LNG-powered Sun Princess hits the water at Fincantieri

Italian shipbuilder Fincantieri has launched Sun Princess at its yard in Monfalcone, the first of two LNG-powered cruise ships being built for Princess Cruises, an American cruise line owned by Carnival Corporation.

Sun Princess
Image credit Fincantieri

With 175,500 gross tons, Sun Princess is the largest ship built in Italy so far, as well as the first dual-fuel ship powered mainly by LNG to enter the Princess fleet. With a capacity of 4,000m3, the vessel is expected to be able to run on LNG for almost 9 days sailing at service speed. The secondary fuel is marine gas-oil so no heavy or intermediate fuel oil will be carried on board.

The vessel will be outfitted with two shore power connections, on both the port and starboard side of the vessel to enable the ship to turn off the engines and connect to local electric power to run all onboard services during day-long calls in various ports.

To supply sustainable power and better maneuverability to save fuel, Sun Princess will be outfitted with two Azipod propulsions for forward and backward movements and the four largest Controllable Pitch Propellers, known as bow thrusters, on the market for sideways navigation, the cruise liner said.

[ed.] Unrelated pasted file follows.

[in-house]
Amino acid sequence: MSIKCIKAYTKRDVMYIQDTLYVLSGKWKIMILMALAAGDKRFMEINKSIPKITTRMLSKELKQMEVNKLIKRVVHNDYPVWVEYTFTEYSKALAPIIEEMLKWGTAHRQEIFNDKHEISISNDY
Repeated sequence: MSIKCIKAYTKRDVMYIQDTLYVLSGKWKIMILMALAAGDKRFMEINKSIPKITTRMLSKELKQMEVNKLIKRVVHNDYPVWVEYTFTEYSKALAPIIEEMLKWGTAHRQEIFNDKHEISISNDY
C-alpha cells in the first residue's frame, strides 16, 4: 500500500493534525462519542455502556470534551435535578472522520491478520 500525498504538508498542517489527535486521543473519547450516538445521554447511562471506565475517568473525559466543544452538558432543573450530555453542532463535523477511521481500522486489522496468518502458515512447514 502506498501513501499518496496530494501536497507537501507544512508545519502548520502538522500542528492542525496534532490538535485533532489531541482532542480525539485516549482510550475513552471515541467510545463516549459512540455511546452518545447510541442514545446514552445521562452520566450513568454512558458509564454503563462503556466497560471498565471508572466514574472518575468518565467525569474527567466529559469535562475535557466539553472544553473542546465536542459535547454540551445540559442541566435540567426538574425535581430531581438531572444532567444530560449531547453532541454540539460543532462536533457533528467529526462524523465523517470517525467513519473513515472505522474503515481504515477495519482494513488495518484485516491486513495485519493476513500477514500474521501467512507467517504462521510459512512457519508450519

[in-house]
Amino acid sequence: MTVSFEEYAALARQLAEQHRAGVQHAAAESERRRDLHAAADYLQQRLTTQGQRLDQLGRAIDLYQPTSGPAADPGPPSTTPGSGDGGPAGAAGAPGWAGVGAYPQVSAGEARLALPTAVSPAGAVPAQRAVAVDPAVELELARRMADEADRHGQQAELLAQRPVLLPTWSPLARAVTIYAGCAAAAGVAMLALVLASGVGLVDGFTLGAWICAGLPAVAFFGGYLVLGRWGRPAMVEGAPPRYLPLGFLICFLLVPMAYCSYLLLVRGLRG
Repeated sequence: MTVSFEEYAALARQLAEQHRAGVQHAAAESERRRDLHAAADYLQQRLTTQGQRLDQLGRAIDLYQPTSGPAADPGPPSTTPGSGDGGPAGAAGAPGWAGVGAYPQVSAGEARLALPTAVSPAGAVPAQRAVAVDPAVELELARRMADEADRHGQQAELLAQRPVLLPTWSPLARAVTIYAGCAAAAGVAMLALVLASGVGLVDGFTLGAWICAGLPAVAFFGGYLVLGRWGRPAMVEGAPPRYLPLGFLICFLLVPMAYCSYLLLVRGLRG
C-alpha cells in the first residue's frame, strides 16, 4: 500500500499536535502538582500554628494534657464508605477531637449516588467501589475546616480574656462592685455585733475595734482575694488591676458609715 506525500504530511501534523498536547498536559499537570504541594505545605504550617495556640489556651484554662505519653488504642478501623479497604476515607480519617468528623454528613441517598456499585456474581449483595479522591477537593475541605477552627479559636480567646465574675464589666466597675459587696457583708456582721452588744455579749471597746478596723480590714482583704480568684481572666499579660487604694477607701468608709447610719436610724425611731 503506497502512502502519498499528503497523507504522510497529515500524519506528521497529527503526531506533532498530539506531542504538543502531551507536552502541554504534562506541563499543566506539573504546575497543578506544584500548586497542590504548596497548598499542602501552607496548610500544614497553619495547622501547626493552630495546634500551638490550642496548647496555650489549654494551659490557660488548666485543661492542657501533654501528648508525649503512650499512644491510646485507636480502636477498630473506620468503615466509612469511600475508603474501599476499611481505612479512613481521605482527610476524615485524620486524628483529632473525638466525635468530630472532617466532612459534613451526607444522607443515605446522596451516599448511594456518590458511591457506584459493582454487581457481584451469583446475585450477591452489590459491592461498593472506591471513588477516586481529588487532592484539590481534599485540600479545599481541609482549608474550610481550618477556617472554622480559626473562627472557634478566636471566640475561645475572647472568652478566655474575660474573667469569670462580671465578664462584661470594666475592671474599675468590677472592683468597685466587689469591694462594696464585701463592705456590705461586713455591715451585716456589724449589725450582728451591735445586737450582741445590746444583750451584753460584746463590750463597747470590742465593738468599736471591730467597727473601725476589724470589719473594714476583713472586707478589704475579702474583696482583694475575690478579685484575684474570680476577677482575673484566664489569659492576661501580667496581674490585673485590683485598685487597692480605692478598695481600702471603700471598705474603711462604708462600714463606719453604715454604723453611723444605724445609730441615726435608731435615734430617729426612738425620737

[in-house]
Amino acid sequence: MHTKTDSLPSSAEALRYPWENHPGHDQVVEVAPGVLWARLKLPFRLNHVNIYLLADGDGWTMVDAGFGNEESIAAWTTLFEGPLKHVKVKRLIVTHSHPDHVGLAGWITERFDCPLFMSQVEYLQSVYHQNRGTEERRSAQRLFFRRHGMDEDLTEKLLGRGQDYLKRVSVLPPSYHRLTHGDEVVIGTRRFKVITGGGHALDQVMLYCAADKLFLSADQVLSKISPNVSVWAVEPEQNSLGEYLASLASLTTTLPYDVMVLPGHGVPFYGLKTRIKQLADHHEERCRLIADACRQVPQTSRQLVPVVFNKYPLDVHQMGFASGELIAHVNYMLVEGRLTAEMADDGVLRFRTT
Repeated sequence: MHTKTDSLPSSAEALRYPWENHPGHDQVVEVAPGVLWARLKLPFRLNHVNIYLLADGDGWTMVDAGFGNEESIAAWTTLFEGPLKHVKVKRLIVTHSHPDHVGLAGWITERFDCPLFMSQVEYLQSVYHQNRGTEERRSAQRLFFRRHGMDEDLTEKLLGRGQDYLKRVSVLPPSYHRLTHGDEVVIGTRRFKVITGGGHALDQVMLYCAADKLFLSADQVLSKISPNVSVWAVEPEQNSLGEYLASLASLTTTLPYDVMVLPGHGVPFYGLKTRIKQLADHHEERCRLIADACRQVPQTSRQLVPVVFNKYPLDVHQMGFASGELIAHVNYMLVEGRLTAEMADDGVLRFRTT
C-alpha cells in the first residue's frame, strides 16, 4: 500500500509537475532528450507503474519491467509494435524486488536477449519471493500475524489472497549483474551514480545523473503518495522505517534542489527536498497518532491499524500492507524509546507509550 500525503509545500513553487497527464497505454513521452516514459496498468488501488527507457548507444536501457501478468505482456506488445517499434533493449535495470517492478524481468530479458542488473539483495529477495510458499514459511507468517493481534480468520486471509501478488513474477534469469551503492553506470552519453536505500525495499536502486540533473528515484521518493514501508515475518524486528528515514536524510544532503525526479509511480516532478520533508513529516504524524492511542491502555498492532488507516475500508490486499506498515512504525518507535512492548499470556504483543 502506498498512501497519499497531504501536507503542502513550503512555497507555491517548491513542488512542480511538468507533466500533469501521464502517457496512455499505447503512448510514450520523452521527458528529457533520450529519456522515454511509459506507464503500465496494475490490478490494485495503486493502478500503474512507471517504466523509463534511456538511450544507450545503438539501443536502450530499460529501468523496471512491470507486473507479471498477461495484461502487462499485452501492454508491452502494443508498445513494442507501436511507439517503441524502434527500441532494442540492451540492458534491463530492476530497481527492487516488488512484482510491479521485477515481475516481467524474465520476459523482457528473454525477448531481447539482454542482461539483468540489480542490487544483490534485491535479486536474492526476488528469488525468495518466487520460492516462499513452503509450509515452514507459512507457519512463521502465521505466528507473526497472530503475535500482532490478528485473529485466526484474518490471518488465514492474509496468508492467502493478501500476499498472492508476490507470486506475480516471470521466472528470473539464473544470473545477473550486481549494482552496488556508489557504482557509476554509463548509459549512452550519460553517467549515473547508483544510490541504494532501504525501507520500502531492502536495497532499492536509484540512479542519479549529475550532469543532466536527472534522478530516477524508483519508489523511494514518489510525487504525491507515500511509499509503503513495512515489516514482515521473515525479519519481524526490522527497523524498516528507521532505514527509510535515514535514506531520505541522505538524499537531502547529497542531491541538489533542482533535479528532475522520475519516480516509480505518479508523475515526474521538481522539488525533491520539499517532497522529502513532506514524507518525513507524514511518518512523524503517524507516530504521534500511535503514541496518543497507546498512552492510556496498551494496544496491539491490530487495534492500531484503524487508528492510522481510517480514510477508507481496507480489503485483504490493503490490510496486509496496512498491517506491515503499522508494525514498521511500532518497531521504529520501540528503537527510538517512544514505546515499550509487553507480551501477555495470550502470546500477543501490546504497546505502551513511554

The vessel is scheduled for delivery in the first quarter of 2024, kicking off the Sphere class, which includes an additional, sister ship with delivery scheduled for 2025.

Each vessel will have the capacity to host approximately 4,300 guests.

Princess Cruises and Fincantieri finalized the contracts for the construction of two next-generation 175,000-ton dual-fueled cruise ships back in 2019. The construction of Sun Princess was kickstarted in September 2021.

The float out completes the first comprehensive phase of construction for Sun Princess which now transitions to focus on building the ship’s interiors

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Fincantieri reported a EUR 324 million net loss for 2022 reflecting several non-recurring expenses, and reversing from a profit from 2021 worth EUR 22 million. Revenue stood at EUR 7.74 billion for the year, up by 11 percent year-on-year. Order intake for the year stood at EUR 5.3 billion, up by 59 percent when compared to 2021, driven by an increase in the cruise and offshore sectors boosted by post-pandemic demand recovery.

In 2022, the company delivered 19 ships, including seven cruise vessels, namely, MSC Seascape, the second unit of the Seaside EVO class for MSC, Discovery Princess, Princess Cruises’ sixth ship of the Royal class, Viking Mars and Viking Neptune, the eighth and ninth ships of the cruising class and Viking Polaris, the second expedition cruise ship for Viking, Resilient Lady, the third vessel for Virgin Voyages, and Norwegian Prima, the first unit of six for Norwegian Cruise Line.